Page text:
Government

Silicon Valley Stays Quiet As Washington Implodes 299

dcblogs writes "In a better time, circa 1998, Cypress Semiconductor founder and CEO T.J. Rodgers gave a provocative speech, titled 'Why Silicon Valley Should Not Normalize Relations with Washington D.C.' This speech is still important to understanding the conflict that tech leaders have with Congress, and their relative silence during the shutdown. 'The metric that differentiates Silicon Valley from Washington does not fall along conventional political lines: Republican versus Democrat, conservative versus liberal, right versus left,' Rogers said. 'It falls between freedom and control. It is a metric that separates individual freedom to speak from tap-ready telephones; local reinvestment of profit from taxes that go to Washington; encryption to protect privacy from government eavesdropping; success in the marketplace from government subsidies; and a free, untaxed Internet from a regulated, overtaxed Internet.'"
United Kingdom

British Police Foil Alleged Mall Massacre Copycat Plot 292

An anonymous reader writes "The Washington Post reports, "British law enforcement agencies averted a plot to orchestrate a large-scale terror attack similar to the assault on Kenya's Westgate mall, an official said Monday. Police were questioning four men in their 20s on suspicion of terrorism after they were detained Sunday in pre-planned, intelligence-led raids. A British security official said the men were planning a shooting spree akin to the Westgate attack in Nairobi, in which at least 67 people died. ... in a series of statements, the force said the men were all British nationals between the ages of 25 and 29, with roots in Turkey, Pakistan, Algeria and Azerbaijan. ... the London police firearms unit took part in the arrests. British police rarely carry weapons and their involvement suggested concern that men might have been armed." — The Sydney Morning Herald has video. Prime Minister Cameron recently expressed concern regarding such a possibility."

Comment Re:What evidence do you have that you're being DoS (Score 1) 319

Right, but have you gone into the game after changing IPs? Do you have a static/semi-static IP? Or dynamic?

Doesn't much matter *when* you are online --I'm saying as soon as you do go online it could be possible that if some component of the game, or even game/store client (I don't know if Steam or Origin do this) creates P2P connections. After changing IPs, as soon as that game/game client creates a new P2P connection, it's possible the attacker then knows your new IP.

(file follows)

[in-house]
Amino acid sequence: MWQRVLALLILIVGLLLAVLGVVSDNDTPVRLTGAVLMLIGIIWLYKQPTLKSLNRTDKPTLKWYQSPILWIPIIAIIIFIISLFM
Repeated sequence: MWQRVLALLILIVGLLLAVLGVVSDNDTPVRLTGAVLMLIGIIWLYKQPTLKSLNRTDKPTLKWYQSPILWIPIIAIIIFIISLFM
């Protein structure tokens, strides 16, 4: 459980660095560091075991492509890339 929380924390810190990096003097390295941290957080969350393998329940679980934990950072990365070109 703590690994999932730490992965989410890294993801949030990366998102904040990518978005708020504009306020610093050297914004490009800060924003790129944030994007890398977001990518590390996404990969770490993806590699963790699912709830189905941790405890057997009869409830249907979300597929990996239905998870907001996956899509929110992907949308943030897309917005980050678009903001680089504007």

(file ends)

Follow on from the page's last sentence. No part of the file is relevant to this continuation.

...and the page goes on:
Again, all depends on the game/client and I dont know which ones use P2P style networking to connect users.

Comment Re:What evidence do you have that you're being DoS (Score 1) 319

It's also possible, though maybe less likely that if the game they are playing creates P2P connections between the players for say chat, then they could be revealing their IP that way. Like Freshly Exhumed said above though, it all just guesses without some evidence.

But what do I know, I'm a packet who got lost on his way to 127.0.0.1

Comment Google Apps accounts are opted out (Score 1) 136

It seems Google Apps accounts are opted out by default, but Gmail and other regular Google accounts may be opted in by default.

Still, they have made it very clear how to turn it off, and you would still need to comment, +1, or follow something for "Sharing" to kick in. I can kinda see how it's a nuisance, but they are being very up-front about it and making sure all user are notified via several notification methods.

I'm more bothered by the half-assed attempt to tie my Google account and real name to things like YouTube. Those prompts are (still) down right infuriating (and buggy, a few times I thought it might have change my YouTube account name).

This however, is hardly a blip for me. (Although to be fair, I use an Apps account).

The Almighty Buck

The Ridiculous Tech Fees You're Still Paying 318

Esther Schindler writes "None of us like to spend money (except on shiny new toys). But even we curmudgeons can understand that companies need to charge for things that cost them money; and profit-making is at the heart of our economy. Still, several charges appear on our bills that can drive even the most complacent techie into a screaming fit. How did this advertised price turn into that much on the final bill? Why are they charging for it in the first place? Herewith, fees that make no sense at all — and yet we still fork over money for them. For example: 'While Internet access is free in coffee shops, some public transit, and even campsites, as of 2009 15% of hotels charged guests for the privilege of checking their e-mail and catching up on watching cat videos. Oddly, budget and midscale hotel chains are more likely to offer free Wi-Fi, while luxurious hotels — already costing the traveler more — regularly ding us.'"